I see the rift and vive etc. as just another gaming system. And I think the pricing will eventually end up the same as the ps4,xbone etc. Consoles started out around 500 to 600 bucks at launch and now have fallen to around 300ish area. Just approximate prices here in U.S. So in a couple years they should be somewhat affordable and hopefully supported by a lot more games. Of course you will need a decent pc to go along with this which I’m not including in my guesstimate.

  26. Elusiv3Pastry says:

    Although I hate the price one of the reasons I haven’t preordered yet is that my order wouldn’t ship until June. I might as well wait to see how things pan out when the Vive gets released. Maybe the hardware will be cheaper or better somehow by then.

    I’d also like to see how well the two products’ support is handled. I’m experiencing Valve’s legendarily terrible support with the Steam Controller (hardware is bricked, no support response for a week); if they can’t support my gamepad, I don’t have high hopes for something as complex as a VR kit.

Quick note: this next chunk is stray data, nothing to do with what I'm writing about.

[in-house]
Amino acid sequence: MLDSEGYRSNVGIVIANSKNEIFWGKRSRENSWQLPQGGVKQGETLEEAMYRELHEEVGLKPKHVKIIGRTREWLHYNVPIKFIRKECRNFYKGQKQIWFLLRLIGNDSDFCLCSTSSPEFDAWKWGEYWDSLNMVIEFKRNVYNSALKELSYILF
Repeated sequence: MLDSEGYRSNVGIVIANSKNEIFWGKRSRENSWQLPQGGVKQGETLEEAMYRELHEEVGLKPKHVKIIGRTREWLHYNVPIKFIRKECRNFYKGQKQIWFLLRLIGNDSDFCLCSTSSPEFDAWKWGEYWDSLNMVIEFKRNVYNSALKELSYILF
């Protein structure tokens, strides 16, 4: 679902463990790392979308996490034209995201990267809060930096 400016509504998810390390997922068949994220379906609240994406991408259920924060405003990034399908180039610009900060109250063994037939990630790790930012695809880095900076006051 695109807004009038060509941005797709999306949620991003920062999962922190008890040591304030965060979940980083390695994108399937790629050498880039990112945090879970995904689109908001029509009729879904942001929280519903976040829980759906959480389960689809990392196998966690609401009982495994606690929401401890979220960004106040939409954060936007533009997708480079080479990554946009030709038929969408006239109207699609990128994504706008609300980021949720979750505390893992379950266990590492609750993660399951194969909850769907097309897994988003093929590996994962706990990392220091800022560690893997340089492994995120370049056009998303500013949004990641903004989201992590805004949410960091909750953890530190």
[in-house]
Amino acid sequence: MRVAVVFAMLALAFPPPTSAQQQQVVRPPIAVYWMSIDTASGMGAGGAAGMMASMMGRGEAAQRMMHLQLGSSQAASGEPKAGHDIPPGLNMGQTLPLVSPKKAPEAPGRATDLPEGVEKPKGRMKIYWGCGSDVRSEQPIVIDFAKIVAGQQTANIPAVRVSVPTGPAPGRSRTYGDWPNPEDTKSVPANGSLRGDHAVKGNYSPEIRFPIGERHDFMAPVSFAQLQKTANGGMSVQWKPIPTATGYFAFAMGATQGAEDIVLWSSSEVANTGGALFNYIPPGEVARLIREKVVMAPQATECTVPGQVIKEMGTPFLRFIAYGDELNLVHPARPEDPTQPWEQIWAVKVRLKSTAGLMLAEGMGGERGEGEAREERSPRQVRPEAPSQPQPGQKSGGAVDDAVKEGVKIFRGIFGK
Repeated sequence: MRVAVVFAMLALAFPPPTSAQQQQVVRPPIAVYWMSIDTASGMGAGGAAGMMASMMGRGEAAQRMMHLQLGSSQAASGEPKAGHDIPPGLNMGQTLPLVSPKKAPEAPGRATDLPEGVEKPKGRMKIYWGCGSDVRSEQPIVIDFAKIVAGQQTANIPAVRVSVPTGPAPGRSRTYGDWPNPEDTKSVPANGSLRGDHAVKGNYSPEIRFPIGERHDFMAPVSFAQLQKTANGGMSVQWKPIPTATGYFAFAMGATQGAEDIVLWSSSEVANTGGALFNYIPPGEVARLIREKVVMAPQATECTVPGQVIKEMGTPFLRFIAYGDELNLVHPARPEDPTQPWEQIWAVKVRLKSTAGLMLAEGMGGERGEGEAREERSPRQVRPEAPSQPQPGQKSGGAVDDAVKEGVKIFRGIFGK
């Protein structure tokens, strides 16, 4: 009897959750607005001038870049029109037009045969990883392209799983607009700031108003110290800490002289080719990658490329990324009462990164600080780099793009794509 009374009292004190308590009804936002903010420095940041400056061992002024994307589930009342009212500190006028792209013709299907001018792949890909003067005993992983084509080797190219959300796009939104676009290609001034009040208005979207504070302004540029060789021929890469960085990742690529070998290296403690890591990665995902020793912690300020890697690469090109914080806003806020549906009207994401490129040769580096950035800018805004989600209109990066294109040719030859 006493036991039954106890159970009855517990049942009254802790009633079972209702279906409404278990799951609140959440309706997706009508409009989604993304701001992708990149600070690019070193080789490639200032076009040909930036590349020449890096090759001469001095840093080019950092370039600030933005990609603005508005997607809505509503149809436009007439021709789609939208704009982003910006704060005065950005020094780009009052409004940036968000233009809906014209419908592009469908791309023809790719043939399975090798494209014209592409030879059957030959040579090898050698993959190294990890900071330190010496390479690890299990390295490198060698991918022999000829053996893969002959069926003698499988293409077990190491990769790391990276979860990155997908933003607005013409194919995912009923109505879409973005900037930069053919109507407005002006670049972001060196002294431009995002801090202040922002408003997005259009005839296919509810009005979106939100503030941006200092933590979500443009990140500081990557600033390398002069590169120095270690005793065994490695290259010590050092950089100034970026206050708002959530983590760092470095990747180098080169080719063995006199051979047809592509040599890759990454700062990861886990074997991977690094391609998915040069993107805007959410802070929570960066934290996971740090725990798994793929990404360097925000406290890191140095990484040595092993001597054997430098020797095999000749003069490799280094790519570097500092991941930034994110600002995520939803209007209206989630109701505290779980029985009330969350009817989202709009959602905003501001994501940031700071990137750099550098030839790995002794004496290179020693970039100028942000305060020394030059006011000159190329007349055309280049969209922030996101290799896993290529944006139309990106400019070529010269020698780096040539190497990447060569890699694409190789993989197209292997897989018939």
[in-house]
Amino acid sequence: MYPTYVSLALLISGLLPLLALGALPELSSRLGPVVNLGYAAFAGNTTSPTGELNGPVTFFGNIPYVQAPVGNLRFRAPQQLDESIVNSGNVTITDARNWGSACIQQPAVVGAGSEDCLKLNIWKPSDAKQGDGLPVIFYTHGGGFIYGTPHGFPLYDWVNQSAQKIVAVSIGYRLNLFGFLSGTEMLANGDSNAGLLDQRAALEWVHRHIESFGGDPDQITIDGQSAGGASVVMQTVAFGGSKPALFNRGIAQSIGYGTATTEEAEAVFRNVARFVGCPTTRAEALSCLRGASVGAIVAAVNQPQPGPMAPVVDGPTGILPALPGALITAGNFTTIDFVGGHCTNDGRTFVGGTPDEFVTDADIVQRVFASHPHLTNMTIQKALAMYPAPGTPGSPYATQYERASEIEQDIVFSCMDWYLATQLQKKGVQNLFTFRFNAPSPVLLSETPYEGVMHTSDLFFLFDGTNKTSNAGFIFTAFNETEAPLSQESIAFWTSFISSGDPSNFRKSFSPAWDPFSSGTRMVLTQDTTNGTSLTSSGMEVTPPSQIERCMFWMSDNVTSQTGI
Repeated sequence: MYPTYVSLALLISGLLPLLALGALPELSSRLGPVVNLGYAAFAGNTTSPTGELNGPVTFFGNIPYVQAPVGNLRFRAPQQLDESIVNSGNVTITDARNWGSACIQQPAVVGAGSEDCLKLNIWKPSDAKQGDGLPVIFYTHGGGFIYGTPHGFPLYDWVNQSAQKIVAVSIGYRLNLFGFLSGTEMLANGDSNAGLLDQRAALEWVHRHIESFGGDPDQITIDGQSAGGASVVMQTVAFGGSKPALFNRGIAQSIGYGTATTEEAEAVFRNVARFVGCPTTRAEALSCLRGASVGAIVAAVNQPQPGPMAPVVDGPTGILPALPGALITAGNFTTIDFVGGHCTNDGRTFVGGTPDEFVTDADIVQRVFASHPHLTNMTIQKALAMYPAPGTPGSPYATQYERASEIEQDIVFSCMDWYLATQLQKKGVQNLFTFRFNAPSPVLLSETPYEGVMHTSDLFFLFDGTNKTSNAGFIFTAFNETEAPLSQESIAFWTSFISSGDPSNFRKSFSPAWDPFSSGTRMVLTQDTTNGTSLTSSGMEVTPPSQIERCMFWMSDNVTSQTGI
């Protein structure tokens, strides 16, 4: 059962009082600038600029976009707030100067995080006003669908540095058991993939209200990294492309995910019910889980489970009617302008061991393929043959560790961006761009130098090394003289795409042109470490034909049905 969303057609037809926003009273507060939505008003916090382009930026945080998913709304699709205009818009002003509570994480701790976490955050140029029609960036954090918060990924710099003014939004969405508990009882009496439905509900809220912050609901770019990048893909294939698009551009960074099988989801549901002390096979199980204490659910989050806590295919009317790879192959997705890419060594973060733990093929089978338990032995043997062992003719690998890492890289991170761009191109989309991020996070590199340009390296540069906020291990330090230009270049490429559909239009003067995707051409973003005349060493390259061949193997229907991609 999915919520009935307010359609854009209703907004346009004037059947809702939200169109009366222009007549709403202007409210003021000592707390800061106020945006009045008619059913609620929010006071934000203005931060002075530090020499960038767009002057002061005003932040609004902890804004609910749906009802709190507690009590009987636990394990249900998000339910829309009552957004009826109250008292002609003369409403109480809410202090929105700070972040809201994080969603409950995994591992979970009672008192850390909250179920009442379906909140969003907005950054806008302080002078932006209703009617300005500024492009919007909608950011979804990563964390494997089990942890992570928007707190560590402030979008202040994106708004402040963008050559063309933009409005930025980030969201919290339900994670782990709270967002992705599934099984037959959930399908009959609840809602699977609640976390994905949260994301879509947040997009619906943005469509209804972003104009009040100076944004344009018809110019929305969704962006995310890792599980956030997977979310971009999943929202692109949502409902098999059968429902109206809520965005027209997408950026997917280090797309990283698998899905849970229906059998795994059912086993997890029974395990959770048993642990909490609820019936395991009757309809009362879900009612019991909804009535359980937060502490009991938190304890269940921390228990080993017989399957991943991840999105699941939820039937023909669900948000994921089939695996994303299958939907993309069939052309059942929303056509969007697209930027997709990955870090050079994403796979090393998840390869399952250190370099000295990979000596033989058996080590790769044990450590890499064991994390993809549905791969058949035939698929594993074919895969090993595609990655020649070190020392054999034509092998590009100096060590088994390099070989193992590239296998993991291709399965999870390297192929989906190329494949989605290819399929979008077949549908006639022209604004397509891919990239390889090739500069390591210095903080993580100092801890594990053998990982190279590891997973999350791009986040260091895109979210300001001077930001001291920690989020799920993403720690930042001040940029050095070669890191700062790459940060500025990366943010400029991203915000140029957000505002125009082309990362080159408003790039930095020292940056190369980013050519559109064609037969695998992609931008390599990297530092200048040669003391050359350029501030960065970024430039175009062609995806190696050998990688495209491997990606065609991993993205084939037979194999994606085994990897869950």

27. ddaymace says:

    Oculus needs to get Demo units to mainstream stores like Best Buy so users can experience the improvement over VR and stereoscopic methods of the past, before purchasing. That alone will make the price more palatable.

    If they only demo it in a few major cities it will be slower going.

    • JimboDeany says:

      This. Unless you’ve been to a gaming convention most won’t have experienced this first hand and shelling out a wedge based on some reviews isn’t going to happen for most people. A few demo units and some who are holding off may well be converted.

  28. Zantium says:

    I was going to be an early adopter, I have the DK2 and I’ve been following progress since before I first tried the DK1.

    Like Alec, I budgeted accordingly. $350-$400 as many had assumed as this was the figure still being touted until recently. The last iteration of which was a couple of months ago with Palmer saying it would be “more than $350” when drawn on price, given that the target price had originally been circa $300, this was taken to mean $350-$400.